Functional diversity of soil invertebrates: a potential tool to reduce N2O emission?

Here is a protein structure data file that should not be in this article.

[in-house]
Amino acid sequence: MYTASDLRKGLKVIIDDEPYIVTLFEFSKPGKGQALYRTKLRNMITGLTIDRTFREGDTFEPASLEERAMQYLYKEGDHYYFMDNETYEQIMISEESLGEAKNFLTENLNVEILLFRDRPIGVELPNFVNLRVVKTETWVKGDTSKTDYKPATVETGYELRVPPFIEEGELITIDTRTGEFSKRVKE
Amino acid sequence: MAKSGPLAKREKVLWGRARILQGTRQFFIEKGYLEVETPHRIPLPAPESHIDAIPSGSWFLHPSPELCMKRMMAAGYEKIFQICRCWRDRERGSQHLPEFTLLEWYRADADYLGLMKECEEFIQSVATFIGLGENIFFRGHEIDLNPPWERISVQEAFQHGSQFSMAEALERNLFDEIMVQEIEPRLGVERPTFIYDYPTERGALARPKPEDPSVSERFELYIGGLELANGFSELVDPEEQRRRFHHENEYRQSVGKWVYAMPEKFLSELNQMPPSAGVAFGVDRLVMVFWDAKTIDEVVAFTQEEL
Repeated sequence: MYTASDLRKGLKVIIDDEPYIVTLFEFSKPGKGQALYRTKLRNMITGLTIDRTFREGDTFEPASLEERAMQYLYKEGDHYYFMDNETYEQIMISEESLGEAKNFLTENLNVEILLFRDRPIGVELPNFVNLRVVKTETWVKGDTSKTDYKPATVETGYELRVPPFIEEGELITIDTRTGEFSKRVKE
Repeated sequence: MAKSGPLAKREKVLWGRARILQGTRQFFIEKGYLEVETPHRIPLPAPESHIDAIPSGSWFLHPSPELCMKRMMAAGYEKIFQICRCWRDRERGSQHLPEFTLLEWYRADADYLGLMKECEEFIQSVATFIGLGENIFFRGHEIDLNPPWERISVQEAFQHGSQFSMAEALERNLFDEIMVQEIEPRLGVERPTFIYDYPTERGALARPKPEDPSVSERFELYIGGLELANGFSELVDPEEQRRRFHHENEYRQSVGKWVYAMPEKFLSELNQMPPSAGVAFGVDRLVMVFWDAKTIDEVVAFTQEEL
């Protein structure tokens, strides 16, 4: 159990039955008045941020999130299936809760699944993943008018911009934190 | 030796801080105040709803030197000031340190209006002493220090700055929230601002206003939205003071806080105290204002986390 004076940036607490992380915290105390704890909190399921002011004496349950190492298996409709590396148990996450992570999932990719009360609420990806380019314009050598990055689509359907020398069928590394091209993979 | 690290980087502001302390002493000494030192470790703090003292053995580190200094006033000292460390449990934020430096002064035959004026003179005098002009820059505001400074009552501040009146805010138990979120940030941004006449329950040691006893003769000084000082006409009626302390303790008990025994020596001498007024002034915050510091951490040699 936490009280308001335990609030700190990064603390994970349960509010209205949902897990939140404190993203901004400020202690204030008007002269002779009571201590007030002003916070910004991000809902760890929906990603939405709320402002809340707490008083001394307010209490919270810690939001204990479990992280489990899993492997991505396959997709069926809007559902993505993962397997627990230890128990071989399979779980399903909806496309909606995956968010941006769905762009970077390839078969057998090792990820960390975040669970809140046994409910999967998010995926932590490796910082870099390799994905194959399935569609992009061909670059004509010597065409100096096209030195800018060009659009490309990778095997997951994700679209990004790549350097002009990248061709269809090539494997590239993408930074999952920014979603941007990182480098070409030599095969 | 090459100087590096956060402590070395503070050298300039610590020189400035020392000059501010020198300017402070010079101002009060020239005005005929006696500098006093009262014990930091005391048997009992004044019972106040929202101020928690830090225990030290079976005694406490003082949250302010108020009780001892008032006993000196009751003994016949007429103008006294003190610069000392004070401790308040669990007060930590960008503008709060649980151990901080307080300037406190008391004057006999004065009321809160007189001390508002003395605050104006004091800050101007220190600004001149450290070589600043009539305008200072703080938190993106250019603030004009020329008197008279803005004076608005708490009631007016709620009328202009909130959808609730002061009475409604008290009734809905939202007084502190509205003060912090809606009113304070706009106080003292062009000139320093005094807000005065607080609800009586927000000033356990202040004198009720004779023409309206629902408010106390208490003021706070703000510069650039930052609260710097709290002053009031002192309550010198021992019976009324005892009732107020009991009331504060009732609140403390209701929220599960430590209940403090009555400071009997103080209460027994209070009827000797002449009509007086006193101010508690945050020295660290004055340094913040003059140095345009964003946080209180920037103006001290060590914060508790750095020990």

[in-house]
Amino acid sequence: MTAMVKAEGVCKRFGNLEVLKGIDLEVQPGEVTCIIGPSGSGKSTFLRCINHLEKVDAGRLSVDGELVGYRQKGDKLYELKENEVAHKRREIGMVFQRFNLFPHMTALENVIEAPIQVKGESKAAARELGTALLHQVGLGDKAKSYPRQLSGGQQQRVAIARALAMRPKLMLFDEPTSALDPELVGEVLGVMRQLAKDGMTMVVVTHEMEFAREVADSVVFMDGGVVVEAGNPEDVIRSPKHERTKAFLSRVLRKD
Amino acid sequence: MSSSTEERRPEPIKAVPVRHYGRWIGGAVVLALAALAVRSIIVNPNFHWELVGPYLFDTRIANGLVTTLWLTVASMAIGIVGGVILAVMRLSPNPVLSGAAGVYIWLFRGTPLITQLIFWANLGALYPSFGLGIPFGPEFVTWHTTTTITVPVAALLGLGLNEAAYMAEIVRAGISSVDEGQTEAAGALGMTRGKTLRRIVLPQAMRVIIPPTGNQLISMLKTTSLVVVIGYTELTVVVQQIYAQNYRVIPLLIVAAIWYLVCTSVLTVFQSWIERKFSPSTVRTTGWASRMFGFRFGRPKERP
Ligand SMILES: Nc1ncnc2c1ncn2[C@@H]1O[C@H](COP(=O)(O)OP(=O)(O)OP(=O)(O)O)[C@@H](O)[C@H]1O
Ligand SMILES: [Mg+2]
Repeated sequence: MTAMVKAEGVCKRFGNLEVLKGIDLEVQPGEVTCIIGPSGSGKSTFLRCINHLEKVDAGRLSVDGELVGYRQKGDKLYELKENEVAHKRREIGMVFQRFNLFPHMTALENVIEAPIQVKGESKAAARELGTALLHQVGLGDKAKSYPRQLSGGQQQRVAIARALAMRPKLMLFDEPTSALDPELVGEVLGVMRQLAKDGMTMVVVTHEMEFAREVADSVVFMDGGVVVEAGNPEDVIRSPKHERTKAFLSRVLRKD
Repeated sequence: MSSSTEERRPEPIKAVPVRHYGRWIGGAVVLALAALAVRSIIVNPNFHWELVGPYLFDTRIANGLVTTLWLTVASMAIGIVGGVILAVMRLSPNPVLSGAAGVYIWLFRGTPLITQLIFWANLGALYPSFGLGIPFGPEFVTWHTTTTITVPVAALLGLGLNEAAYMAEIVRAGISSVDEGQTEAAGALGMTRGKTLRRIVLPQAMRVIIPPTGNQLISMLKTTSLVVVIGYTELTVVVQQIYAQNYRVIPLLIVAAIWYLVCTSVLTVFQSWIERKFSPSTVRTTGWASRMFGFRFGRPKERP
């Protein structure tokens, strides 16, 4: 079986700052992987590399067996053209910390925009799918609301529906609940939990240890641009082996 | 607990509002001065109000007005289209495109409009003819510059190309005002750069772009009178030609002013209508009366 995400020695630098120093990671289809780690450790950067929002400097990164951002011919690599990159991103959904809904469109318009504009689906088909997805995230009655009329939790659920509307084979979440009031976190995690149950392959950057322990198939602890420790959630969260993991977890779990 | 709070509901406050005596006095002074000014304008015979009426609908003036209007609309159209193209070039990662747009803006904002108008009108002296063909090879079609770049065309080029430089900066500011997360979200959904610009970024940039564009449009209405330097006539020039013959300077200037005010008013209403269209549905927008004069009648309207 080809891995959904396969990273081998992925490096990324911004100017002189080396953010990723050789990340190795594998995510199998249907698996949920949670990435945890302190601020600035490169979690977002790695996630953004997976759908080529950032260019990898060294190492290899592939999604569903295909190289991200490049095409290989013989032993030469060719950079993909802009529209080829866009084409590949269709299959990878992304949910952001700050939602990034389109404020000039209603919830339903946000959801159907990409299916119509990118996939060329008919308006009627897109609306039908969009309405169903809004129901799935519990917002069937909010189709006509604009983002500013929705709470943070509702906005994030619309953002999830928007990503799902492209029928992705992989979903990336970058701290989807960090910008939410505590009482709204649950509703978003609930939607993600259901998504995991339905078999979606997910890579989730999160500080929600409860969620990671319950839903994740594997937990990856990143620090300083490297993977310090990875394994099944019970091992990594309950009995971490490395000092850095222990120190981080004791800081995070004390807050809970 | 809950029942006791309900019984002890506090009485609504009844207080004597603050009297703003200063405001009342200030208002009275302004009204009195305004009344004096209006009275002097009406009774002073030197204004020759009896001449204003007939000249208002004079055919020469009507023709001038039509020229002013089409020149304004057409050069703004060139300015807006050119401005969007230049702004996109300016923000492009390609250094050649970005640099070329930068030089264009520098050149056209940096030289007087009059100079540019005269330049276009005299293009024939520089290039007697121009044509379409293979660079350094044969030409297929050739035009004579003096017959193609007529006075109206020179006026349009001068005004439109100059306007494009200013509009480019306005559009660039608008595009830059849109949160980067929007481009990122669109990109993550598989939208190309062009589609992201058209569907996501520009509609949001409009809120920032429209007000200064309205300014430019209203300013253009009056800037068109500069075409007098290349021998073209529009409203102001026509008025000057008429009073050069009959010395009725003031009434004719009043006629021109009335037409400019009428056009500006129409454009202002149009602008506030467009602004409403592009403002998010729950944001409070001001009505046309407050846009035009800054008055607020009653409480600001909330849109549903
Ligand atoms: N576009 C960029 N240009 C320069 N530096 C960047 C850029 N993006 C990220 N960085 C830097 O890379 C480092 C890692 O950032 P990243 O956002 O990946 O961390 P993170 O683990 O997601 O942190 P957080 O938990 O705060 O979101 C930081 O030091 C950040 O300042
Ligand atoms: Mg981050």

Soil biota play a crucial role in the mineralization of nutrients from organic material. However, they can thereby increase emissions of the potent greenhouse gas nitrous oxide (N2O). Our current lack of understanding of the factors controlling N2O emissions is impeding the development of effective mitigation strategies. The challenge is to control N2O emissions from production systems without reducing crop yield. Diversity of soil fauna may play a key role: high functional diversity of soil invertebrates (FDSI) is known to stimulate nitrogen mineralisation and thereby plant growth. It is still unknown whether high FDSI can concurrently diminish N2O emissions. Experimental studies are contradictory, reporting both increasing and decreasing emissions by single faunal species. However, faunal species occur in communities of interacting species. We will therefore study the effect of FDSI on N2O emissions from agricultural soils. We hypothesize that increased FDSI decreases N2O emissions by facilitating more complete denitrification through 1) stimulating the activity of denitrifying microbes; and 2) affecting the distribution of micro and macro pores, creating more anaerobic reaction sites. To test this hypothesis, we will establish invertebrate food webs in soil microcosms with different levels of functional diversity. We will use state-of-the-art molecular analysis to quantify denitrifier gene expression, and X-ray tomography to analyse fine-scale changes in soil structure. This integration of soil biological and -physical impacts on N2O emissions will enable us to resolve whether FDSI can promote nitrogen mineralisation without increasing N2O emissions. This is essential for the development of effective mitigation strategies.